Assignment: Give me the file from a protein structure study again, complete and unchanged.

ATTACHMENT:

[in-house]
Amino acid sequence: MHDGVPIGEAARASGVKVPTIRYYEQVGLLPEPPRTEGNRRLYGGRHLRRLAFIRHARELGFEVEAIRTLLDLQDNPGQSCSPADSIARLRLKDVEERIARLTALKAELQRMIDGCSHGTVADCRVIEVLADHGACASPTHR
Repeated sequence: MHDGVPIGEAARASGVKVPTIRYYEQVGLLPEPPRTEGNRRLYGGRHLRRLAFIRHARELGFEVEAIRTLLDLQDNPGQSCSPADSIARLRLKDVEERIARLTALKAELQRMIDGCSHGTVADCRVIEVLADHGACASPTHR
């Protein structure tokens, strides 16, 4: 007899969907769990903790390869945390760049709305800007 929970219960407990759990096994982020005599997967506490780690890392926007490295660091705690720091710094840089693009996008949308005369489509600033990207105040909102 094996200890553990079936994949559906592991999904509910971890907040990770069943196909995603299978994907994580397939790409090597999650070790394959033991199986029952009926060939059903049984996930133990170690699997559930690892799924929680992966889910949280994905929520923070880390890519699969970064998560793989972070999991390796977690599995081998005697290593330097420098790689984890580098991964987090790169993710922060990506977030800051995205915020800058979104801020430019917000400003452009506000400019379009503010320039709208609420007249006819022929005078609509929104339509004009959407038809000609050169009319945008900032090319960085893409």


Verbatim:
[in-house]
Amino acid sequence: MHDGVPIGEAARASGVKVPTIRYYEQVGLLPEPPRTEGNRRLYGGRHLRRLAFIRHARELGFEVEAIRTLLDLQDNPGQSCSPADSIARLRLKDVEERIARLTALKAELQRMIDGCSHGTVADCRVIEVLADHGACASPTHR
Repeated sequence: MHDGVPIGEAARASGVKVPTIRYYEQVGLLPEPPRTEGNRRLYGGRHLRRLAFIRHARELGFEVEAIRTLLDLQDNPGQSCSPADSIARLRLKDVEERIARLTALKAELQRMIDGCSHGTVADCRVIEVLADHGACASPTHR
């Protein structure tokens, strides 16, 4: 007899969907769990903790390869945390760049709305800007 929970219960407990759990096994982020005599997967506490780690890392926007490295660091705690720091710094840089693009996008949308005369489509600033990207105040909102 094996200890553990079936994949559906592991999904509910971890907040990770069943196909995603299978994907994580397939790409090597999650070790394959033991199986029952009926060939059903049984996930133990170690699997559930690892799924929680992966889910949280994905929520923070880390890519699969970064998560793989972070999991390796977690599995081998005697290593330097420098790689984890580098991964987090790169993710922060990506977030800051995205915020800058979104801020430019917000400003452009506000400019379009503010320039709208609420007249006819022929005078609509929104339509004009959407038809000609050169009319945008900032090319960085893409």